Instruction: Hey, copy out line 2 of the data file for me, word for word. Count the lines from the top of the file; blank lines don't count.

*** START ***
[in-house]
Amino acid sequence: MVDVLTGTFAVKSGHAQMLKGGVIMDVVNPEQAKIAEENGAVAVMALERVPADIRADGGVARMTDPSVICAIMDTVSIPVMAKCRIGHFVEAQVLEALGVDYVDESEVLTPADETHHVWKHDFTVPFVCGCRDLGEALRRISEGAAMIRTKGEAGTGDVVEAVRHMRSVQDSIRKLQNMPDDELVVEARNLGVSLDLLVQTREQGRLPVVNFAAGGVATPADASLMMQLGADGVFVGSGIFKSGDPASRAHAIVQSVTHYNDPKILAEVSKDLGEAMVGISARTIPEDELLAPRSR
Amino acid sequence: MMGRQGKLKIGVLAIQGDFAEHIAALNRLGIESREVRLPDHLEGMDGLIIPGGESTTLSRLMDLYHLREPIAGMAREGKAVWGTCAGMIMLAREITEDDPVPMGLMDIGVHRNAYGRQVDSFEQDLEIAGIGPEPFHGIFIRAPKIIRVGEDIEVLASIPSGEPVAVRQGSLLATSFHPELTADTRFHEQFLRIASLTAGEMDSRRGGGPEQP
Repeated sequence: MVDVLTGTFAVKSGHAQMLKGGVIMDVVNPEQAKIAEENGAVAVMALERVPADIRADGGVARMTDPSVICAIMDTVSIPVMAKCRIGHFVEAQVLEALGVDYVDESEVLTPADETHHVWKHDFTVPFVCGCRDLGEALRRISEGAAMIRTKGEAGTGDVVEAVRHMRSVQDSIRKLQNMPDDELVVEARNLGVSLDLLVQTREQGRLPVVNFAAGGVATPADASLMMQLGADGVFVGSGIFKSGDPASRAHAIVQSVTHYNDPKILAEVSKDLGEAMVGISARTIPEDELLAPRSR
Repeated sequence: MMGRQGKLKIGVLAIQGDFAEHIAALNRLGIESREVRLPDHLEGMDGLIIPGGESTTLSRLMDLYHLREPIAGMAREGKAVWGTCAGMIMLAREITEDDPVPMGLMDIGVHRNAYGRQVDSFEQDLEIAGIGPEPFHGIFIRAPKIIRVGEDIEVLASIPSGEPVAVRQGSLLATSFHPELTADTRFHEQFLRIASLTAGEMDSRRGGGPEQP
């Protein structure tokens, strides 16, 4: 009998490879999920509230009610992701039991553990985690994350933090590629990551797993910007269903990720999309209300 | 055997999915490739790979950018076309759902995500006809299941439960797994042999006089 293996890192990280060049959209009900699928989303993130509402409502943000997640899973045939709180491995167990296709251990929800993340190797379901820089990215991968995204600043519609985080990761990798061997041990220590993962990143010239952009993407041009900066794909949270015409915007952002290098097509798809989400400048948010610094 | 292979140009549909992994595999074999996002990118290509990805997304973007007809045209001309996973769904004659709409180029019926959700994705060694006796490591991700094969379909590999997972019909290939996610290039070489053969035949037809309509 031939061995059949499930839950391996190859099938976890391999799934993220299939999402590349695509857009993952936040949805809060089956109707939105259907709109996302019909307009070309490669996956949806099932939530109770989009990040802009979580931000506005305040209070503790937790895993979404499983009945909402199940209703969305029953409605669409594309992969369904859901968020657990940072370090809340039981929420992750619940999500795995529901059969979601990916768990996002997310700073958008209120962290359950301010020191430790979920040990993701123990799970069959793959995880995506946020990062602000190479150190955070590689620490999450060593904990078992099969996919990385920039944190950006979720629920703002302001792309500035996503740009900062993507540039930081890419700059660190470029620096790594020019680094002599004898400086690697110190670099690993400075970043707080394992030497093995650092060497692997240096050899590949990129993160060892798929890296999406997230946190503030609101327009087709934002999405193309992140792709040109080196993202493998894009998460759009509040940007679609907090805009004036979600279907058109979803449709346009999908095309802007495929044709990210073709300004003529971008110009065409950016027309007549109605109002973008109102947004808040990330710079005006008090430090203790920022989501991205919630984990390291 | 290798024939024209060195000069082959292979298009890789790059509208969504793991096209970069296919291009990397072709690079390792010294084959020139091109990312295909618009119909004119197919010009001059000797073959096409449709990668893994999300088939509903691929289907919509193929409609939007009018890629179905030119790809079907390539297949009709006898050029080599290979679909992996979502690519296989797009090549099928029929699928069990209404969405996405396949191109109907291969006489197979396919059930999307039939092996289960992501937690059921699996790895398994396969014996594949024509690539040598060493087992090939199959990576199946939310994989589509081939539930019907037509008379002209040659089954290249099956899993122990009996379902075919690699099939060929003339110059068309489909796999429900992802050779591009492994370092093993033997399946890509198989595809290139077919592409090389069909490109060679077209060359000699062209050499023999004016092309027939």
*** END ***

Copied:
Amino acid sequence: MVDVLTGTFAVKSGHAQMLKGGVIMDVVNPEQAKIAEENGAVAVMALERVPADIRADGGVARMTDPSVICAIMDTVSIPVMAKCRIGHFVEAQVLEALGVDYVDESEVLTPADETHHVWKHDFTVPFVCGCRDLGEALRRISEGAAMIRTKGEAGTGDVVEAVRHMRSVQDSIRKLQNMPDDELVVEARNLGVSLDLLVQTREQGRLPVVNFAAGGVATPADASLMMQLGADGVFVGSGIFKSGDPASRAHAIVQSVTHYNDPKILAEVSKDLGEAMVGISARTIPEDELLAPRSR